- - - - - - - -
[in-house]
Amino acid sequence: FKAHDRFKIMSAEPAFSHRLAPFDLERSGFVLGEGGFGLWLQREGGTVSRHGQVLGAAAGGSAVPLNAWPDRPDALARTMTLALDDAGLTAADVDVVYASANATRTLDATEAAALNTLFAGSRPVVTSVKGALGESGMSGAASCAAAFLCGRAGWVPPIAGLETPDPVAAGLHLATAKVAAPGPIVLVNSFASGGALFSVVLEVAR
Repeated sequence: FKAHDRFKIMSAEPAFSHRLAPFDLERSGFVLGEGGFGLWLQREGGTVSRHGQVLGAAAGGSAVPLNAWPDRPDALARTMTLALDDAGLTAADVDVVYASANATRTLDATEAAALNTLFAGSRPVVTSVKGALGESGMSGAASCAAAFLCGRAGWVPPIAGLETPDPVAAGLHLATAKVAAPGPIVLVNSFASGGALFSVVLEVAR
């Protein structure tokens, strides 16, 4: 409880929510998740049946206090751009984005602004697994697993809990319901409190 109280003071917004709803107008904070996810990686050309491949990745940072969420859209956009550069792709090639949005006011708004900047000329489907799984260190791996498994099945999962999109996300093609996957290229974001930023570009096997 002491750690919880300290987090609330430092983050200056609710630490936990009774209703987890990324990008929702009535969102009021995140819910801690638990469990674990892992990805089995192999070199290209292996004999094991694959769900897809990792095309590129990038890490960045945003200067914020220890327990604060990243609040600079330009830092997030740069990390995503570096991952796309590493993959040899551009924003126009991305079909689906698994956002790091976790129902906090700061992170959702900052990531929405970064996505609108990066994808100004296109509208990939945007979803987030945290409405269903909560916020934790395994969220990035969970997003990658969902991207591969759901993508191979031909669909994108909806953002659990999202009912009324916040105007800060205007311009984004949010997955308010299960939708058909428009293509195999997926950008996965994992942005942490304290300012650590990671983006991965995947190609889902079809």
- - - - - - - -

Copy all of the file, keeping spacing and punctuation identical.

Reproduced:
[in-house]
Amino acid sequence: FKAHDRFKIMSAEPAFSHRLAPFDLERSGFVLGEGGFGLWLQREGGTVSRHGQVLGAAAGGSAVPLNAWPDRPDALARTMTLALDDAGLTAADVDVVYASANATRTLDATEAAALNTLFAGSRPVVTSVKGALGESGMSGAASCAAAFLCGRAGWVPPIAGLETPDPVAAGLHLATAKVAAPGPIVLVNSFASGGALFSVVLEVAR
Repeated sequence: FKAHDRFKIMSAEPAFSHRLAPFDLERSGFVLGEGGFGLWLQREGGTVSRHGQVLGAAAGGSAVPLNAWPDRPDALARTMTLALDDAGLTAADVDVVYASANATRTLDATEAAALNTLFAGSRPVVTSVKGALGESGMSGAASCAAAFLCGRAGWVPPIAGLETPDPVAAGLHLATAKVAAPGPIVLVNSFASGGALFSVVLEVAR
């Protein structure tokens, strides 16, 4: 409880929510998740049946206090751009984005602004697994697993809990319901409190 109280003071917004709803107008904070996810990686050309491949990745940072969420859209956009550069792709090639949005006011708004900047000329489907799984260190791996498994099945999962999109996300093609996957290229974001930023570009096997 002491750690919880300290987090609330430092983050200056609710630490936990009774209703987890990324990008929702009535969102009021995140819910801690638990469990674990892992990805089995192999070199290209292996004999094991694959769900897809990792095309590129990038890490960045945003200067914020220890327990604060990243609040600079330009830092997030740069990390995503570096991952796309590493993959040899551009924003126009991305079909689906698994956002790091976790129902906090700061992170959702900052990531929405970064996505609108990066994808100004296109509208990939945007979803987030945290409405269903909560916020934790395994969220990035969970997003990658969902991207591969759901993508191979031909669909994108909806953002659990999202009912009324916040105007800060205007311009984004949010997955308010299960939708058909428009293509195999997926950008996965994992942005942490304290300012650590990671983006991965995947190609889902079809």